Long planted the seed for these outcomes 20 years ago by asking a candid question at the Green Leafe Cafe. What’s sprouted since has advanced empowerment in Williamsburg and in Seattle, where he now teaches.
“I tell my students all the time ‘You might get a great idea just talking to someone over coffee for an hour,’” Long said. “You’re probably not going to get a great idea listening to me lecture you. The way that [Tierney] and [Peterson] have built the communities to interact with each other is the most important thing they’ve done. It’s why they’re able to tackle so many problems, because they’re not a bunch of siloed individuals.”
Big Ideas Live Here
Now consisting of ten labs, employing over 200 student researchers, generating front page coverage in The New York Times, and conducting speaking engagements at the White House, the Institute may seem nearly unrecognizable from its origins. But the atmosphere at its two founding labs prove that while times and means have changed, priorities have not.
The TRIP Project bridges gaps while engaging undergraduates in novel learning opportunities. In 2019, the lab hosted a conference to foster dialogue between journalists and academics.
In early 2023, just days separated the Institute’s crawfish boil event from a visit with Senator Tim Kaine. A closet on the third floor contains notebooks for esteemed visitors and conference attendees, along with Goldfish and potato chips for students who want to study or do homework at GRI. Investing in both community and research has come naturally because the latter was built upon the former — ideas for the TRIP Project and AidData emerged only after professors and students were celebrating and connecting at the Green Leafe Cafe.
“Science is truly social,” Long said. “Being an important thinker and doer in the world is not a solo effort. If you look at how things are solved in the real world, it’s very rarely someone like Archimedes sitting in a bathtub and having a ‘eureka!’ moment. It’s usually people getting together, hashing out their ideas, and working toward a solution. Our most pressing global problems require that.”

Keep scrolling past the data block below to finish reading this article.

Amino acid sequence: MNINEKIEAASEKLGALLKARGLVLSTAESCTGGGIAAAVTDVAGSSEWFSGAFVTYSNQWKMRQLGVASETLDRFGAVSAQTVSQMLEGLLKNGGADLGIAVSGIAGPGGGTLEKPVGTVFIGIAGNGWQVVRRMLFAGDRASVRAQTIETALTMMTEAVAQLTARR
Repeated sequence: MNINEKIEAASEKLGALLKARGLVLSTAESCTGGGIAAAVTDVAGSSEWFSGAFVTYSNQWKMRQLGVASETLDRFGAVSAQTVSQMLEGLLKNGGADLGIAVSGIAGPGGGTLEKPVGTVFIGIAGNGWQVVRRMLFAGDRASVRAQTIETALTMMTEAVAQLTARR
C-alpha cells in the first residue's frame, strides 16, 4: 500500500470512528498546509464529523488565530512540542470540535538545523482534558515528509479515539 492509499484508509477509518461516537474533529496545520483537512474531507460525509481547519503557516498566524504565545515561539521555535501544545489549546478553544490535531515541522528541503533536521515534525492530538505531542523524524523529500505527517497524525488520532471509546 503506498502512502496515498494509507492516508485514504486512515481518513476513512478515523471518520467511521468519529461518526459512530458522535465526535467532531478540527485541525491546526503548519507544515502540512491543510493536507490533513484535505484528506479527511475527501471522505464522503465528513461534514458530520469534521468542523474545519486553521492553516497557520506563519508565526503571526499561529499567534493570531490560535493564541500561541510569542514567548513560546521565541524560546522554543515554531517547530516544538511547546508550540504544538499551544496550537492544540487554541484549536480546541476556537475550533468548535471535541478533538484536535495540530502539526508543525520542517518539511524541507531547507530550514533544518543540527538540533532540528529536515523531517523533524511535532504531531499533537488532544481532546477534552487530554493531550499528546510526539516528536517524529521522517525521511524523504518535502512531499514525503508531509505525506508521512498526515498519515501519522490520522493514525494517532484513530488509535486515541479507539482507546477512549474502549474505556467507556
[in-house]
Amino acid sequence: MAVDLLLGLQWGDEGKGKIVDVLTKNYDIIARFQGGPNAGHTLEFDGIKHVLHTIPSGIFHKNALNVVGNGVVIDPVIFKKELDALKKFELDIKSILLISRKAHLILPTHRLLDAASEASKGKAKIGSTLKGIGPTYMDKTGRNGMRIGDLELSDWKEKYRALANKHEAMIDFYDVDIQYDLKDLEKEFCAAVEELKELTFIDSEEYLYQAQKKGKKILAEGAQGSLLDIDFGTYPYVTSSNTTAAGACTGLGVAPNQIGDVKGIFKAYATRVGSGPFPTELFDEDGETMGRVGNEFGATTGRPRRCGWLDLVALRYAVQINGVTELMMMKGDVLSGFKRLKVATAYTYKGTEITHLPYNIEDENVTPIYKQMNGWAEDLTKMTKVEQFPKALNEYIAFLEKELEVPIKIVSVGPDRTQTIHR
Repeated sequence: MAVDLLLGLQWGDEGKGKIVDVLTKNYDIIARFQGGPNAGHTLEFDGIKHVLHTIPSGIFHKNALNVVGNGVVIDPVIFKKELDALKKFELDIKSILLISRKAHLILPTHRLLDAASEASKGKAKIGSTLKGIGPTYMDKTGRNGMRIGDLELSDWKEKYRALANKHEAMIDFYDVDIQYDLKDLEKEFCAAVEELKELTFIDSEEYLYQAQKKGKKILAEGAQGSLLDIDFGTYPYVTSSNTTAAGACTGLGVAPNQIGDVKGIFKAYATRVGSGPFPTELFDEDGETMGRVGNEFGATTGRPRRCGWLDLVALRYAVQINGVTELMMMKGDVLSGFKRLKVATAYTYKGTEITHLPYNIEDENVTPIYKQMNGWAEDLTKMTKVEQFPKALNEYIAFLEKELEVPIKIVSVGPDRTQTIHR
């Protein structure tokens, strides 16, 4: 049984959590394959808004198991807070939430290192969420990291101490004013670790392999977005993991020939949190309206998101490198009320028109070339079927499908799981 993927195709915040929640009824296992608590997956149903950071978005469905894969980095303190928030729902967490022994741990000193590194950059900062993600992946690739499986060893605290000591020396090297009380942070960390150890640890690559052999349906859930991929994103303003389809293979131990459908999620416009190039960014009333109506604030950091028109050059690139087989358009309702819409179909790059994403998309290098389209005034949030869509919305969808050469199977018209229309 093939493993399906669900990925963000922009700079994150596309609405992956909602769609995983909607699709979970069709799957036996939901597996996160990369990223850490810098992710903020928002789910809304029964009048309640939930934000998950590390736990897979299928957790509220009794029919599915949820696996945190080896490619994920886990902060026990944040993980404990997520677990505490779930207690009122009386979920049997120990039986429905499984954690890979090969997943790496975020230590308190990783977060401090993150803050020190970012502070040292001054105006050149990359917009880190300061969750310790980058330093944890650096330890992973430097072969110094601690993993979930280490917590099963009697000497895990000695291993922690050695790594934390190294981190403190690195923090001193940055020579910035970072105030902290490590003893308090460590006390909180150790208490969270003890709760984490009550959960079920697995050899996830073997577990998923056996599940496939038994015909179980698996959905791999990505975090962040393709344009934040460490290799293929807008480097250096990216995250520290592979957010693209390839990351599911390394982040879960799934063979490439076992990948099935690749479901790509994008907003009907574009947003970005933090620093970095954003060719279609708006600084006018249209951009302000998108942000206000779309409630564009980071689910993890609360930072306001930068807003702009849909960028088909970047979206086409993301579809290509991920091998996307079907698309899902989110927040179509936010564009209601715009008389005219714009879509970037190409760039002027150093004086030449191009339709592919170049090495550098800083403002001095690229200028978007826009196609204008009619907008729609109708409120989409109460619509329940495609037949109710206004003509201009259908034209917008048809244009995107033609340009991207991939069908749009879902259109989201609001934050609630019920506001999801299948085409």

Tierney takes a selfie with students at his house for an end-of-semester barbecue celebration.
Over the next 20 years, GRI must balance two priorities: continuing to support existing projects and trusted partners, while also innovating and meeting new challenges. The Institute will also work to bring the liberal arts and sciences into labs, processes, and paths forward.
“There’s a risk for research institutions in universities to rest on their laurels if they don’t focus on the culture and the attributes that led them to success,” Trichler said. “I want to continue to create a space for investing in new ideas from students and faculty. Most will fail, but some will hit and be anchored.”
Many new projects, and the two initial ones launched in the summer of 2003, were only possible because of generosity from William & Mary alumni.
Each year, GRI’s Homecoming BBQ offers a chance for reconnection among alumni, community members, and current students. Above, a crowd gathers to hear updates.
Current community members support GRI projects philanthropically, but also by hiring interns, connecting faculty to grant funding opportunities, and helping to disseminate GRI research findings. In fact, it was a gift from Tierney’s undergraduate tennis teammate and double’s partner, Ben Berinstein, that paid research stipends for Parks and Long at the very beginning, during the summer of 2003.
“Without his financial support, none of this would have ever happened,” Tierney said.
The Institute’s research is designed to be applied — informing decisions and understandings at government agencies, NGOs, and private companies. But an equally important outcome involves nurturing students for years to come.
“Wanting everyone’s voice to be heard — no matter their title, no matter their seniority — is something I’ve really tried to take with me and have found very influential in my professional career,” Stern said. Now the Associate Director of Data Science at the Urban Institute, she imagines “Undoubtedly, I’m one of many former students who would tell a similar story.”